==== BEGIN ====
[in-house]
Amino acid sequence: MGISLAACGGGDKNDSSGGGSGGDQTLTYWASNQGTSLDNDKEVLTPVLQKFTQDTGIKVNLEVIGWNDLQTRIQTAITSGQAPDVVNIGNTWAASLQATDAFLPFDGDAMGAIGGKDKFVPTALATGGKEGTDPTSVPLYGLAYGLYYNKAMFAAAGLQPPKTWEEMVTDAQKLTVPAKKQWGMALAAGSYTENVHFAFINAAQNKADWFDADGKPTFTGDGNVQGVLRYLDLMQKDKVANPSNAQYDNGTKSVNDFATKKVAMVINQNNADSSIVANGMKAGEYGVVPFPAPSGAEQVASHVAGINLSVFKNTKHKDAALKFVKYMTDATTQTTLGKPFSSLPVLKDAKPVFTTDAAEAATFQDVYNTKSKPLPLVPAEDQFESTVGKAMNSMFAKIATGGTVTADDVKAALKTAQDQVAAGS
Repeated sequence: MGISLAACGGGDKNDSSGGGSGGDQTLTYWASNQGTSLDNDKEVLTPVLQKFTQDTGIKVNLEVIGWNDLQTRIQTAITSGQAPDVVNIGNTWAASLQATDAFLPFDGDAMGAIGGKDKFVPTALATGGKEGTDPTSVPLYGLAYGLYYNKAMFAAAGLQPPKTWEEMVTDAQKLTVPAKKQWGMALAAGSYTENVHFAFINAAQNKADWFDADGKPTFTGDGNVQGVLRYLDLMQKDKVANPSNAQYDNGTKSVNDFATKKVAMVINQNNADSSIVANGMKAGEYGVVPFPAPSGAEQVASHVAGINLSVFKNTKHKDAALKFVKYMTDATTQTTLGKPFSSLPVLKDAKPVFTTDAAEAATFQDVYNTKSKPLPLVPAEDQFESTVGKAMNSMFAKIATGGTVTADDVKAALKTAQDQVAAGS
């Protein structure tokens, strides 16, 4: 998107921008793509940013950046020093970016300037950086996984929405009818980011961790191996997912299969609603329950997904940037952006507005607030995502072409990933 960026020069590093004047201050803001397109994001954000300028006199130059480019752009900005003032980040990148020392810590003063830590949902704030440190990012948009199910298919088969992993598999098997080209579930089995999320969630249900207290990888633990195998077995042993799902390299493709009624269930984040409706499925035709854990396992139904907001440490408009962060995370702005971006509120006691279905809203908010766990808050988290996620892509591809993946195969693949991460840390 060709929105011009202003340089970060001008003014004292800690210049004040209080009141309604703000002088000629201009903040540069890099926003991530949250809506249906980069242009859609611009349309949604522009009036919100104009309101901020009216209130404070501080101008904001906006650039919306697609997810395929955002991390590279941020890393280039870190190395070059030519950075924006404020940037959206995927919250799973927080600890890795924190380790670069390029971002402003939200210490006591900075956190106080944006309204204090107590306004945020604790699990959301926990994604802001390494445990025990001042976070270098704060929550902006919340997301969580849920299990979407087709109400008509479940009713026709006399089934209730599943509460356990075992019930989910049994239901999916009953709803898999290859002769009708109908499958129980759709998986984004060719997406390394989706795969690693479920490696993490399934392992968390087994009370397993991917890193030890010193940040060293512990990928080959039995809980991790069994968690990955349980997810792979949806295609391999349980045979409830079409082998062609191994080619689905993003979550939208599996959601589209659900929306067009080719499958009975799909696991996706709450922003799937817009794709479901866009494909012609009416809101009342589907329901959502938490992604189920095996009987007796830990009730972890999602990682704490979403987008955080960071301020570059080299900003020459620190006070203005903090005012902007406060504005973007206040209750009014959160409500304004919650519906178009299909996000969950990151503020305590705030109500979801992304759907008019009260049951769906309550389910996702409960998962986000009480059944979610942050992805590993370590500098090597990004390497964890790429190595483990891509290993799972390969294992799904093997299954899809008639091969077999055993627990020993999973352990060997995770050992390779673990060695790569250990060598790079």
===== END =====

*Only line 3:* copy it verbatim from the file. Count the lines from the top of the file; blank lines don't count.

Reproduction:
Repeated sequence: MGISLAACGGGDKNDSSGGGSGGDQTLTYWASNQGTSLDNDKEVLTPVLQKFTQDTGIKVNLEVIGWNDLQTRIQTAITSGQAPDVVNIGNTWAASLQATDAFLPFDGDAMGAIGGKDKFVPTALATGGKEGTDPTSVPLYGLAYGLYYNKAMFAAAGLQPPKTWEEMVTDAQKLTVPAKKQWGMALAAGSYTENVHFAFINAAQNKADWFDADGKPTFTGDGNVQGVLRYLDLMQKDKVANPSNAQYDNGTKSVNDFATKKVAMVINQNNADSSIVANGMKAGEYGVVPFPAPSGAEQVASHVAGINLSVFKNTKHKDAALKFVKYMTDATTQTTLGKPFSSLPVLKDAKPVFTTDAAEAATFQDVYNTKSKPLPLVPAEDQFESTVGKAMNSMFAKIATGGTVTADDVKAALKTAQDQVAAGS